Robert B. Parker, RIP

LeeParker  I've had a long, on-and-off love affair with Robert B. Parker's books, and although I have criticized his last few novels, I will deeply miss him, and not just as a reader of his work. He had an enormous impact on my career. In fact, I broke into the TV biz with three freelance episodes of SPENSER FOR HIRE.  

I was lucky enough to meet him on several occasions. The last time was way back in 2002 at the Edgars, when he was named Grandmaster and I was nominated for a NERO WOLFE episode. We had a very nice conversation about writing for TV and the PI genre.  

I understand that there are three or four more Parker novels in the pipeline, including a Jesse Stone, a Spenser, and a western. I'm sure I will read them the week they come out…just as I have with every book he's written since I was a kid.

15 thoughts on “Robert B. Parker, RIP”

  1. The older I get, the more I feel a sense of loss, when one of my “companions” in this world passes. Since about 1990, I have followed every book published by Mr. Parker, and he has given me so many hours of hope and pure energy that it is no exageration to say that he, more than any other contemporary writer, entered my consciousness and became my friend.
    He had an unerring moral compass. He took positions in his books that were of importance to our society, and he reached down to a depth that was astonishing. Yet he never abandoned his natural humor in the face of life’s pain and suffering. I looked forward to each Spenser novel with such enthusiasm, and now it will be a wrenching adjustment to accept their end. I only hope that other writers and TV and even features carry on Mr. Parker’s tradition and work. I guess I just thought that he would never die.

  2. Nice photo, Lee.
    I spent a wonderful afternoon with him and Joan at their home in Boston back in 1998. I don’t know what I enjoyed more, asking him about Spenser or just talking to him about writing in general.
    My wife at the time was also with me; she’s a photographer and she took some photos for a piece she did for Book Magazine. A few months later, I got a call from Joan. She was planning a surprise party for his 65th birthday and asked if we might send her one of the pictures we took for the magazine piece. We happily said yes.

  3. Although we corresponded on occasion, I never did get around to telling Bob how much he influenced me and my work. I regret not having done so, more than I can adequately express. While I had issues with his more recent work, I read almost every novel he published. Iā€™m happy to say that I discovered a superlative turn of phrase or an incredibly well-crafted bit of dialogue in each and every one of them. As the saying goes, we have lost a giant of the field. I will miss him.

  4. While I am far from flush now (God knows), I was flat broke throughout my twenties… not “suburban kid playing at poverty” broke, but broke-broke — scary broke — poor broke… washing dishes in a South Jersey bistro for 12 thousand dollars a year until I was 30. In other words, I had NOTHING. But I always found money for Spensers.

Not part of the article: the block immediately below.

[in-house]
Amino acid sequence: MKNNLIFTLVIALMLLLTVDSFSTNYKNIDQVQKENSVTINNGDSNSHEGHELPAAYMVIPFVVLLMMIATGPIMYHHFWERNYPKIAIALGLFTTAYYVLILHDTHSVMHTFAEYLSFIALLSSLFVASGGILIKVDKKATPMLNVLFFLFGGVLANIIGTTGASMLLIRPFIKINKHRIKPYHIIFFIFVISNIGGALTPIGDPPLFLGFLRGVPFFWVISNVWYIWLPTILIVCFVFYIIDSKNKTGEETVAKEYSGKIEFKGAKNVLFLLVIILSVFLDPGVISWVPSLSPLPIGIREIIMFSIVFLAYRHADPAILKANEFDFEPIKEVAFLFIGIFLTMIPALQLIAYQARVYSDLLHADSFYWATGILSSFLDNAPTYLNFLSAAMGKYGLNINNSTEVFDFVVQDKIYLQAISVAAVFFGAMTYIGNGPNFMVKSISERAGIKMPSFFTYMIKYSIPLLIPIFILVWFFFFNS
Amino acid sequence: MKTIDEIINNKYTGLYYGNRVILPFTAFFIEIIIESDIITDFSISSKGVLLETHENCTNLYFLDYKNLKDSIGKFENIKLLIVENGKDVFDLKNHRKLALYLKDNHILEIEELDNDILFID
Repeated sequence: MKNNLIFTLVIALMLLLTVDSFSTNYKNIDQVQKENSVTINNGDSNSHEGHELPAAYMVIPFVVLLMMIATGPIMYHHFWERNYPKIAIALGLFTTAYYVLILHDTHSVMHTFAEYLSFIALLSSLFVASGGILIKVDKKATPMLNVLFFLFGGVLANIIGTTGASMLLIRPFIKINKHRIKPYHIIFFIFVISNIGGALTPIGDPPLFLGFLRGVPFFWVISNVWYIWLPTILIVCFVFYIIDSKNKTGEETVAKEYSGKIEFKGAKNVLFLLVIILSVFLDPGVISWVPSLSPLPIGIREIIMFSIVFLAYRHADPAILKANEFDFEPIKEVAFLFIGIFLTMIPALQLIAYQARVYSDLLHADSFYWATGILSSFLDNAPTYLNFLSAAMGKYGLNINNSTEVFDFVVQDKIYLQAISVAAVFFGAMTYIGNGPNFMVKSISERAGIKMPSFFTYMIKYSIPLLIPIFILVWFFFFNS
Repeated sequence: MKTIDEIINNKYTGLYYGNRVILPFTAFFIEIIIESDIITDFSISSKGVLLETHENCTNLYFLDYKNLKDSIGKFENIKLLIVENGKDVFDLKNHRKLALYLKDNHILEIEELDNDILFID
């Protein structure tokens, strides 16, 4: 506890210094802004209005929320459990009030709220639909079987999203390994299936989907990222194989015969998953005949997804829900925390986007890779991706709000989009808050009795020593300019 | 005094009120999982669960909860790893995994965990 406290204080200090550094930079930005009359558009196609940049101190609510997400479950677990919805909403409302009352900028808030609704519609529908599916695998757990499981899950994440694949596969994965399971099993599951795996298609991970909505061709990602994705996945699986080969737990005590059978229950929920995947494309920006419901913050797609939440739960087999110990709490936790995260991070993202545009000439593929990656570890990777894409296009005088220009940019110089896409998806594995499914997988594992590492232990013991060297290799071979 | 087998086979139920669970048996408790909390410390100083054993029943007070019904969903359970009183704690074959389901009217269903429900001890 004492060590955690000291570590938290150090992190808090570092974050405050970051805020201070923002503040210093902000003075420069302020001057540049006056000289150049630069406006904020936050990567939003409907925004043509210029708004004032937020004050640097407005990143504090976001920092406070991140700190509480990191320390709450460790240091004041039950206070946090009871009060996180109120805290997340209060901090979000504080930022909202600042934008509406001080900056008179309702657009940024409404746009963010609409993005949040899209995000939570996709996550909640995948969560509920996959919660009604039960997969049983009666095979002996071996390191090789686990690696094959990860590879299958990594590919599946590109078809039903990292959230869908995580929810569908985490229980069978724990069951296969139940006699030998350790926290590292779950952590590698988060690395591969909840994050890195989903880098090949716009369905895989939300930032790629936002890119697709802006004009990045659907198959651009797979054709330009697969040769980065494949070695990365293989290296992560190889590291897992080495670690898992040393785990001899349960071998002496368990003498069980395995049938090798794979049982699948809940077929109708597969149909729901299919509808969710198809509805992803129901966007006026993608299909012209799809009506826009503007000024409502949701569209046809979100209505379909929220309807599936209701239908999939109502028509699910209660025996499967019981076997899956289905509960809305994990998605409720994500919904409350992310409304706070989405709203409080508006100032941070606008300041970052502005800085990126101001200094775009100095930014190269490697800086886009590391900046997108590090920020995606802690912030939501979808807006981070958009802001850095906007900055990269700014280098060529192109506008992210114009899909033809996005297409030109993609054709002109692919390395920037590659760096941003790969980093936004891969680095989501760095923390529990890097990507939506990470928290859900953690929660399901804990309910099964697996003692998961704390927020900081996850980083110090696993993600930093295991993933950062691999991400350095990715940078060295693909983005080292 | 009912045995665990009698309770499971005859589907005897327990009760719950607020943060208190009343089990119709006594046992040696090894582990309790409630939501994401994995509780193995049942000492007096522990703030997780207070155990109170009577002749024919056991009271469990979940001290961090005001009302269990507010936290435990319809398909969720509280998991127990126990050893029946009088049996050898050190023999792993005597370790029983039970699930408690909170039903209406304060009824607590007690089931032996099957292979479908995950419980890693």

My heart breaks for Parker’s wife, Joan, and sons David and Daniel. He loved them all so dearly. In fact I remember a dedication in one of his novels that went something like, “To Joan, David and Daniel. The rest is decoration.” Truly a class act.
    I hope this terrible goddamn news is just a gag. I hope it’s Ashton Kutcher “punking” us. But it probably isn’t.

  5. I think we can all agree on two things. Even if the Spenser books diminished in quality over the years, Parker made a huge contribution to the PI field, and his early works will stand the test of time. And there is no better way to go than at your desk, which he reportedly did. RIP…

  6. I don’t know… Spenser and Jesse became so real to me that their latest entries every year were more like visits with a friend, not just buying a new book. And you don’t really “rate” visits with a friend. I enjoyed them all. But I don’t think this is totally rose-colored glasses. The chilling, melancholy ending of “Hundred Dollar Baby” (Spenser is hit with the fact that he can’t save everyone) still resonates with me. And that was only two or three Spensers ago.
    RIP, indeed. My annual reading habits will now take a major body blow in the quality department.

  7. He created a sparse style that is unique. Reading his obit I discovered he got his BA at Colby and met his wife there in my hometown of Waterville, Maine. One has to wonder how healthy a life is it to sit in front of a computer that much. Of course with all this rain there’s isn’t a whole lot of choice here in LA right now.

  8. I’m desperately hoping — especially given the propensity for Sunny Randall and a psychologist we all know and love to show up in the recent Jesse Stone novels — that we will find out that the “Untitled Holiday Spenser Novel” that the Bowker computer at Borders promises me will be the novel I’ve been hoping for for about 5 years now…
    the one where Spenser and Hawk, Jesse, and Sunny are all working on different aspects of the same case, and it takes them 10 chapters to run into one another, and 10 more to figure out that they’re all working on the same case… and then another 20 to decide whether they’re all on the same side or not.
    Alas, I strongly suspect he’d have had to *plot* that one, and we all know how he hated to do that. šŸ™‚
    Requiescat in Pace, Robert.


Leave a Comment